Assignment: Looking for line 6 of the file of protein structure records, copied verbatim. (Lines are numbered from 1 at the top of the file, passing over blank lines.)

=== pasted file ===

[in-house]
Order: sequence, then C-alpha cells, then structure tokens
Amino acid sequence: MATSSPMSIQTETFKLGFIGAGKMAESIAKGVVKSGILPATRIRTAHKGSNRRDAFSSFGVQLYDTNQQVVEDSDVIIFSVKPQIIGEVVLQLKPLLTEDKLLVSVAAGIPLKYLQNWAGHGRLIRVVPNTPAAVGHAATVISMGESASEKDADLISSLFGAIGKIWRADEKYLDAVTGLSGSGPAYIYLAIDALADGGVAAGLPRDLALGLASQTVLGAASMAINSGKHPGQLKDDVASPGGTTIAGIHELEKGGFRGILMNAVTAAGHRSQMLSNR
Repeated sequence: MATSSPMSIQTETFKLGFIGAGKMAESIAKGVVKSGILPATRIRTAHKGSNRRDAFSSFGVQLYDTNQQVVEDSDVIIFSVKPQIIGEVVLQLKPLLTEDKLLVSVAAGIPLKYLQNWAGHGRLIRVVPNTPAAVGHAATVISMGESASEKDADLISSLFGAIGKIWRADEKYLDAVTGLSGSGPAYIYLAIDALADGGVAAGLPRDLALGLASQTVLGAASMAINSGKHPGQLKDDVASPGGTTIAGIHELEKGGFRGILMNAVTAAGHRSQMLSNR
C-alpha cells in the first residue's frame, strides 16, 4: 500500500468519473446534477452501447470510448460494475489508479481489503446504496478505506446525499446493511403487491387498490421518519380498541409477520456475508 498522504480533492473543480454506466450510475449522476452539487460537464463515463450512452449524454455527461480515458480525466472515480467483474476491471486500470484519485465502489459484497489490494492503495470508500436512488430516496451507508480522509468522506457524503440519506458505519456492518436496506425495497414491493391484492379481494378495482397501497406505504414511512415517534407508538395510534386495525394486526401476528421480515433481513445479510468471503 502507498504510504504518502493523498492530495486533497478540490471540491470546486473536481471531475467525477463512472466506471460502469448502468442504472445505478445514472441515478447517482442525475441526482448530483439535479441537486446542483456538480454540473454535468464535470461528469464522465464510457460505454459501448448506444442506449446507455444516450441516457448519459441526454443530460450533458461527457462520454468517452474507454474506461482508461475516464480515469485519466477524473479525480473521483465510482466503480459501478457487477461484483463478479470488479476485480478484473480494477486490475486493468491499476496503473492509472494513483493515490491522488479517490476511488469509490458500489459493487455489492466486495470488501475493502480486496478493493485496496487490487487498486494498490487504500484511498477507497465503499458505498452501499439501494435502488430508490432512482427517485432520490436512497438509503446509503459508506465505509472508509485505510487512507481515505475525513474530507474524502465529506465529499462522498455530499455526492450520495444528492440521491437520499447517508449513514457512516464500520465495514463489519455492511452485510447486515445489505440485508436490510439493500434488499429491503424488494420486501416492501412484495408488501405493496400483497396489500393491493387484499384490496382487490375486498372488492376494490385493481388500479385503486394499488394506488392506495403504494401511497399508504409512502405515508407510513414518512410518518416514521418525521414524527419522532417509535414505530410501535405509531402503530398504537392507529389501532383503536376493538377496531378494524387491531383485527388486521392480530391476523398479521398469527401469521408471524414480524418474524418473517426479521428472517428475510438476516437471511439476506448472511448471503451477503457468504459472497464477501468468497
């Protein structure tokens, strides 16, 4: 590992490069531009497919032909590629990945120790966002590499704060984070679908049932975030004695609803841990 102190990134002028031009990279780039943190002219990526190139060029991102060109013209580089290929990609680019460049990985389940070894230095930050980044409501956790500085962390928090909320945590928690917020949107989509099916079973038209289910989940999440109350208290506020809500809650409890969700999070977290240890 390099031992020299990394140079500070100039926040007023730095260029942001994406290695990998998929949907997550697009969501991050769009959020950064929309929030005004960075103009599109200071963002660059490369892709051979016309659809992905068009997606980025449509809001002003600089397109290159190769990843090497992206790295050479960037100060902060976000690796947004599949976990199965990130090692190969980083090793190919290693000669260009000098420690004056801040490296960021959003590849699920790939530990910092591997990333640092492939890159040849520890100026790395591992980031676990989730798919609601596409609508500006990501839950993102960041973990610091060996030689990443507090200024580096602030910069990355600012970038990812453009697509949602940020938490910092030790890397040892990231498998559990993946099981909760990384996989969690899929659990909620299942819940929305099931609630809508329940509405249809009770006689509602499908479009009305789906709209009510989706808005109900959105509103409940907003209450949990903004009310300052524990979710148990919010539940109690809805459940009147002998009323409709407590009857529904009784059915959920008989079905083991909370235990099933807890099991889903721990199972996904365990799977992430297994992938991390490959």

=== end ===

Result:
């Protein structure tokens, strides 16, 4: 590992490069531009497919032909590629990945120790966002590499704060984070679908049932975030004695609803841990 102190990134002028031009990279780039943190002219990526190139060029991102060109013209580089290929990609680019460049990985389940070894230095930050980044409501956790500085962390928090909320945590928690917020949107989509099916079973038209289910989940999440109350208290506020809500809650409890969700999070977290240890 390099031992020299990394140079500070100039926040007023730095260029942001994406290695990998998929949907997550697009969501991050769009959020950064929309929030005004960075103009599109200071963002660059490369892709051979016309659809992905068009997606980025449509809001002003600089397109290159190769990843090497992206790295050479960037100060902060976000690796947004599949976990199965990130090692190969980083090793190919290693000669260009000098420690004056801040490296960021959003590849699920790939530990910092591997990333640092492939890159040849520890100026790395591992980031676990989730798919609601596409609508500006990501839950993102960041973990610091060996030689990443507090200024580096602030910069990355600012970038990812453009697509949602940020938490910092030790890397040892990231498998559990993946099981909760990384996989969690899929659990909620299942819940929305099931609630809508329940509405249809009770006689509602499908479009009305789906709209009510989706808005109900959105509103409940907003209450949990903004009310300052524990979710148990919010539940109690809805459940009147002998009323409709407590009857529904009784059915959920008989079905083991909370235990099933807890099991889903721990199972996904365990799977992430297994992938991390490959």